Whether you’re looking for the ultimate branding or a personalized award, an engraving is a great choice. Custom tee shirts, hats, and mugs are cheaper and easier to produce. But an engraving has a highly personal feel to it. Like anything that takes time and effort to create, it says something about how the giver feels about the recipient.
It’s also more durable and long-lasting than other types of branding. A tee shirt will last a decade at most. But an engraving on stone or a metal plaque can last for decades or even more. Not only that, but you can also use an engraver to create beautiful custom woodcuts.
That said, you don’t want to buy just any laser engraving machine. Depending on your needs, for example, you might want a very large engraver. Or, you might prefer one that has a smaller footprint. Different engravers are compatible with different computers, and have different control options.
They run at different speeds, and are capable of producing more or less detailed images. They’re also compatible with different laser modules. In other words, you need to take the time to shop around. By making sure you get the right laser engraver in the first place, you can save yourself some serious headaches.
ORTUR Laser Master 2 S2
With that in mind, we’re about to review the ORTUR Laser Master 2 S2. This is a beefy laser engraver with a large engraving area. It’s easy to set up and assemble, and it’s compatible with many platforms. It can be ordered with one of three laser modules, and controlling it is simple and straightforward.
That said, there are a number of important features we’ll have to look at. For one thing, it’s important to consider how the engraver is built, and how the assembly process goes. We’ll need to look at how it connects to your computer, as well as the compatible file formats and software. We’ll have to talk about the performance of the engraving laser itself, and what it’s capable of. After we’ve gone over all these things, we’ll have a more complete picture. Let’s get started!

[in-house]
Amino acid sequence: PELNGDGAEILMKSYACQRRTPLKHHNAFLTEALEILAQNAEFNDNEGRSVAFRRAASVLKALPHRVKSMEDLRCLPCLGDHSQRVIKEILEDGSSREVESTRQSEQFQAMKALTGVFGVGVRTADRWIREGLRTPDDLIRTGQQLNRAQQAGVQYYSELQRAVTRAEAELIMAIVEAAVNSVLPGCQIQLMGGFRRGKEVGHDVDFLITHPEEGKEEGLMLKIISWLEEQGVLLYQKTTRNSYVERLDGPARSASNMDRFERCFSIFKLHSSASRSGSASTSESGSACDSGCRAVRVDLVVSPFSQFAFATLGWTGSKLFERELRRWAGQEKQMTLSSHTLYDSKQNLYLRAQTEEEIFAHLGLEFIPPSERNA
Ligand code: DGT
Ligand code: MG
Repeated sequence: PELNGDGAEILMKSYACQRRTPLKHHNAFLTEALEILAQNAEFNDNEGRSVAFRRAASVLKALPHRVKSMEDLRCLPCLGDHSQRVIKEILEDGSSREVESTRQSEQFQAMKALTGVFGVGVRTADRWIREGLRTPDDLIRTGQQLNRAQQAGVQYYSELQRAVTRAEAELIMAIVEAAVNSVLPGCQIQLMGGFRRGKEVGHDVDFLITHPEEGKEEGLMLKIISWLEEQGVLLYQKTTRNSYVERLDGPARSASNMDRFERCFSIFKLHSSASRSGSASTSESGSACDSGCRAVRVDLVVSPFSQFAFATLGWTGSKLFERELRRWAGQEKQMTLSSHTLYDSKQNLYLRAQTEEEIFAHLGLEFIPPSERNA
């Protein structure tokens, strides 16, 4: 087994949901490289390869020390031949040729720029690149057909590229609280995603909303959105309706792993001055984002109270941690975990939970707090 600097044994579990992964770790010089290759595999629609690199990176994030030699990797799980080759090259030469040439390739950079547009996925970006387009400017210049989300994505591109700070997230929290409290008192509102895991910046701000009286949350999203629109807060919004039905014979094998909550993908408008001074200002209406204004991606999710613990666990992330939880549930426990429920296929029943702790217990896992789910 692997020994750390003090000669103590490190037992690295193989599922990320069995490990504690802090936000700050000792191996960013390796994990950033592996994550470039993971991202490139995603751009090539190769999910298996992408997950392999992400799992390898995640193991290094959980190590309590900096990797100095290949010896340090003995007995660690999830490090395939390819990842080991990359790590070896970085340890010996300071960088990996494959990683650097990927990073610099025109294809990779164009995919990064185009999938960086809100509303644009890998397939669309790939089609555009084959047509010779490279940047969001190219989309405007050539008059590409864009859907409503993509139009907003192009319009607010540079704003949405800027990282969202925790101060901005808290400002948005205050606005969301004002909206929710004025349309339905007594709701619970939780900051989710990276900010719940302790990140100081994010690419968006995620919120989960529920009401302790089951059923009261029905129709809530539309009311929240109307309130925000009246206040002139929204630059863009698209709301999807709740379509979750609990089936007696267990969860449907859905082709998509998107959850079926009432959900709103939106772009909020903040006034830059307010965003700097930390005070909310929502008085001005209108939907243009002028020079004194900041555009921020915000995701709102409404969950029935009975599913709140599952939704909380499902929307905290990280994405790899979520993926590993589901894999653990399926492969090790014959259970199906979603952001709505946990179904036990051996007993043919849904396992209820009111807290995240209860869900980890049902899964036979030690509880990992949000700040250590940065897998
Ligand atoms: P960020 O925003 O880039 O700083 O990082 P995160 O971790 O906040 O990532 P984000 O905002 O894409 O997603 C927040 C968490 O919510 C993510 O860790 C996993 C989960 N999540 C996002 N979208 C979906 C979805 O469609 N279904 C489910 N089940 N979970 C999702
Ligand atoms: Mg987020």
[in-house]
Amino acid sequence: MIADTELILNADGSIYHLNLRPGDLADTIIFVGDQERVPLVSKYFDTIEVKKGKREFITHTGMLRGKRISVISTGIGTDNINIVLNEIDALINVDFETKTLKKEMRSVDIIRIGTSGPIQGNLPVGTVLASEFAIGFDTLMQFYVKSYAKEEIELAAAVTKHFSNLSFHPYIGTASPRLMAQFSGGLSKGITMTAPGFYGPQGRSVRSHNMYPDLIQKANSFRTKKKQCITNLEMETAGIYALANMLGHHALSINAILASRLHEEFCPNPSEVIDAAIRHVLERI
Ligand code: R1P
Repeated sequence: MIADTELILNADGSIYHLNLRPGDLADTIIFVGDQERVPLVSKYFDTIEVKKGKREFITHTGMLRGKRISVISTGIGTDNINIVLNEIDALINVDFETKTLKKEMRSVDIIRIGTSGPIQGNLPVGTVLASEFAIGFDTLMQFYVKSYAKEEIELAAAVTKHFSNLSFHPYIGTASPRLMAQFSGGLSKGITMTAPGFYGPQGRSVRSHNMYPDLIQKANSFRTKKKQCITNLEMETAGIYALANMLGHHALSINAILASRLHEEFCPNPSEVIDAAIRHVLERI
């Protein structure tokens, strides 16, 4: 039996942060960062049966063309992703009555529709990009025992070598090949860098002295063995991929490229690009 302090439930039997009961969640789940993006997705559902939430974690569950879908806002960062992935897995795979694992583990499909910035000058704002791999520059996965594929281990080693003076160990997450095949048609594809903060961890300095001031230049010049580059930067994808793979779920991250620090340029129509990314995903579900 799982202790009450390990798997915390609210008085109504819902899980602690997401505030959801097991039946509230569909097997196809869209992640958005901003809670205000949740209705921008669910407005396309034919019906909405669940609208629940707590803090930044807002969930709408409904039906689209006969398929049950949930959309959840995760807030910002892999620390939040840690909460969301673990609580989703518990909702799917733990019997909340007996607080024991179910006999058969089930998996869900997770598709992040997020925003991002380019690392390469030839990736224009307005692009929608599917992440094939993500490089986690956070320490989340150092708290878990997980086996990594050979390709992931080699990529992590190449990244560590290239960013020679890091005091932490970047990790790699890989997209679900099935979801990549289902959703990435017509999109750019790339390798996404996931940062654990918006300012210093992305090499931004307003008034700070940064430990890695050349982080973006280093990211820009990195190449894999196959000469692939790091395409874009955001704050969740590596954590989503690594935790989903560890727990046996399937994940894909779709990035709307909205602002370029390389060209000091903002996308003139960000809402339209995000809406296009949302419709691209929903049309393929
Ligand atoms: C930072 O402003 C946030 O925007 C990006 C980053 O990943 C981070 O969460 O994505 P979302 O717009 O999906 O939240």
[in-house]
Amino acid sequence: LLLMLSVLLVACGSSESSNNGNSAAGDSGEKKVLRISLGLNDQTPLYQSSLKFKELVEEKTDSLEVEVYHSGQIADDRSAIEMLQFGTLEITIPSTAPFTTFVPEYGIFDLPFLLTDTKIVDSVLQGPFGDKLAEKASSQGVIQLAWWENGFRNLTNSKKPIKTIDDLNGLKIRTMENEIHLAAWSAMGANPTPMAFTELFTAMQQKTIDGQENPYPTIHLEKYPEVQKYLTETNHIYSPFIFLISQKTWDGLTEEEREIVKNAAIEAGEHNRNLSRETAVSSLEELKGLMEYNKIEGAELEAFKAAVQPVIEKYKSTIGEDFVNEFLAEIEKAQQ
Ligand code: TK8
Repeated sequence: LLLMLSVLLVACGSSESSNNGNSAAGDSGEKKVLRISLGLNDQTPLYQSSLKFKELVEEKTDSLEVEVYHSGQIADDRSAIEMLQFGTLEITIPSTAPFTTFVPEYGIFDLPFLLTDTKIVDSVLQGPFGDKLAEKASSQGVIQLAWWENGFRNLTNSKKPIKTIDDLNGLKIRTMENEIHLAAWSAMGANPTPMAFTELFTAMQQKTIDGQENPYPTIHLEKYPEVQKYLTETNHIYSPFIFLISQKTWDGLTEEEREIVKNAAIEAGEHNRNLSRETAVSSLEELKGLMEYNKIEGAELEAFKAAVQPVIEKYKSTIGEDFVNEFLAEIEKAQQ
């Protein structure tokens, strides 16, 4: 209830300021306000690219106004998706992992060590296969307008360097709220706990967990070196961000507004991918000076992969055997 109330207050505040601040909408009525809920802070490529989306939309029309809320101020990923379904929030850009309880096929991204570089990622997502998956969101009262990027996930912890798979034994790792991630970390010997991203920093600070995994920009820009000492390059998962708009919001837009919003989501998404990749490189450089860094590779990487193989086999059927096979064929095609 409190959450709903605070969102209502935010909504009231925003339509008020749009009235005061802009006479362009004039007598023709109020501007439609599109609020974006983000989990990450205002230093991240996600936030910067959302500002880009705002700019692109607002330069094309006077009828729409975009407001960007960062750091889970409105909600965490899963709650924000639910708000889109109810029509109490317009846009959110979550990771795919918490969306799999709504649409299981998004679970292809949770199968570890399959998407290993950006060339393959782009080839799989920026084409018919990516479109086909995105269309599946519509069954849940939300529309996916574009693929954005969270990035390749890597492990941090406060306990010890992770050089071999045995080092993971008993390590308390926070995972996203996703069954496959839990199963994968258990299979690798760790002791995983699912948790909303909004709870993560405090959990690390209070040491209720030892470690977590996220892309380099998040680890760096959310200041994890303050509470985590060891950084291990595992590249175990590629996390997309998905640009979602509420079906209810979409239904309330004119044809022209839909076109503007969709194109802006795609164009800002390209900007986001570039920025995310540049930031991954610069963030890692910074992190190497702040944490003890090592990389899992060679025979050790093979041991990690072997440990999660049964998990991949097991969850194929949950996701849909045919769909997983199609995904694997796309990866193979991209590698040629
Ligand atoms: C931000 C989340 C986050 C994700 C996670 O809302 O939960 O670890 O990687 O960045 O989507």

Base & Basics
The ORTUR Laser Master 2 S2 has a black rectangular frame, with little metal feet at the corner. The whole thing is made from rugged aluminum, and it seems fairly durable. There are white markings along all four rails, indicating the distance from each corner. You’ll see markings for both centimeters and millimeters, which allows for very precise placement of your media.
The total size of the frame is 19.8 inches wide and 21.25 inches deep. No matter how you cut it, that’s quite the footprint, and it takes up a fair bit of space. The only inputs are located at the front left, on a flat panel with an angled flange at the top. There’s a barrel-shaped DC power input to the left, with a single USB Type-C port to its right. Next, you’ll se a single RJ42 input. At the end, there are tiny black power and reset buttons.
There are a handful of useful safety features built into the design. To begin with, there’s an auto-shutoff feature. If your computer crashes or the motor fails and the laser remains in place, it could spark a fire. The auto-shutoff feature will prevent this from happening.
In addition, there’s an anti-tilt function. A built-in gyroscope will detect if the machine is tilted more than a few degrees to the side. It will also detect if the machine is moved while it’s in operation. When that happens, the laser will automatically shut off. That way, it’s harder to burn yourself or cause serious damage to your working surface.
If all else fails, the machine has a flame detector, which will sound an alarm if a fire breaks out. You can also hit the physical stop button in the event of an emergency.
Gimbal & Engraver
The laser engraving unit itself is a red, semi-transparent module that’s about an inch square and four inches tall. It mounts to a vertical plate, and points downwards at the space underneath the engraver. The plate, in turn, is mounted on a gimbal, which sits across the two sides of the frame. The mounting plate is motorized, and can travel freely along the gimbal. As a result, the laser is able to travel from side to side.
The gimbal attaches to the frame via a set of motorized wheeled struts. The struts, in turn, travel freely along the sides of the frame. This provides a way for the laser to move from front to back. This motorized gimbal design is pretty standard, and there are many similar engravers.
If you’re looking for something a little bit smaller, consider the Aufero Laser 1. It has a similar design, although the gimbal moves from side to side, not front to back. It’s much more compact, but the 190mm x 190mm engraving area is also correspondingly smaller.